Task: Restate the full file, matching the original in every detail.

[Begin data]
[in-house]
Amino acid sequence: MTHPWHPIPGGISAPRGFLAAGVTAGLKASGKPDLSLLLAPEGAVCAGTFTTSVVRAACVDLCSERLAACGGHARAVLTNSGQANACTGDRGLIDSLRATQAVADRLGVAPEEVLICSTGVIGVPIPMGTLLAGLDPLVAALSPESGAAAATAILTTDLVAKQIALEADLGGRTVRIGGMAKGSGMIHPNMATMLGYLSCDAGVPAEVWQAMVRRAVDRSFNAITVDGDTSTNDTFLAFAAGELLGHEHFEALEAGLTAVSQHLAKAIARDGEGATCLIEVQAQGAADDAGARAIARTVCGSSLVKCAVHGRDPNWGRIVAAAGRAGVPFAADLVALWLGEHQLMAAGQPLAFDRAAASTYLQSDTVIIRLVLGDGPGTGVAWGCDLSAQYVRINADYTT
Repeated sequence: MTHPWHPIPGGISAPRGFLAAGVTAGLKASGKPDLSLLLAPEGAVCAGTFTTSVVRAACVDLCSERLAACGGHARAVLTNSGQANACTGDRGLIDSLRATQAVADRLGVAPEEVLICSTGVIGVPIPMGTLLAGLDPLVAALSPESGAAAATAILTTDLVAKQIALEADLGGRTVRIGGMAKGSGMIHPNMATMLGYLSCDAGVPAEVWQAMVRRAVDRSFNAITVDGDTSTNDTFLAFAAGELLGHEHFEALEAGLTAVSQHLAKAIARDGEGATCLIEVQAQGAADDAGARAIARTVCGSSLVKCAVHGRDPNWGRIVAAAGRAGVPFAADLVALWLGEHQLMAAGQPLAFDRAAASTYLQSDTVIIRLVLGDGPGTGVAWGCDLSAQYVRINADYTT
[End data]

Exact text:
[in-house]
Amino acid sequence: MTHPWHPIPGGISAPRGFLAAGVTAGLKASGKPDLSLLLAPEGAVCAGTFTTSVVRAACVDLCSERLAACGGHARAVLTNSGQANACTGDRGLIDSLRATQAVADRLGVAPEEVLICSTGVIGVPIPMGTLLAGLDPLVAALSPESGAAAATAILTTDLVAKQIALEADLGGRTVRIGGMAKGSGMIHPNMATMLGYLSCDAGVPAEVWQAMVRRAVDRSFNAITVDGDTSTNDTFLAFAAGELLGHEHFEALEAGLTAVSQHLAKAIARDGEGATCLIEVQAQGAADDAGARAIARTVCGSSLVKCAVHGRDPNWGRIVAAAGRAGVPFAADLVALWLGEHQLMAAGQPLAFDRAAASTYLQSDTVIIRLVLGDGPGTGVAWGCDLSAQYVRINADYTT
Repeated sequence: MTHPWHPIPGGISAPRGFLAAGVTAGLKASGKPDLSLLLAPEGAVCAGTFTTSVVRAACVDLCSERLAACGGHARAVLTNSGQANACTGDRGLIDSLRATQAVADRLGVAPEEVLICSTGVIGVPIPMGTLLAGLDPLVAALSPESGAAAATAILTTDLVAKQIALEADLGGRTVRIGGMAKGSGMIHPNMATMLGYLSCDAGVPAEVWQAMVRRAVDRSFNAITVDGDTSTNDTFLAFAAGELLGHEHFEALEAGLTAVSQHLAKAIARDGEGATCLIEVQAQGAADDAGARAIARTVCGSSLVKCAVHGRDPNWGRIVAAAGRAGVPFAADLVALWLGEHQLMAAGQPLAFDRAAASTYLQSDTVIIRLVLGDGPGTGVAWGCDLSAQYVRINADYTT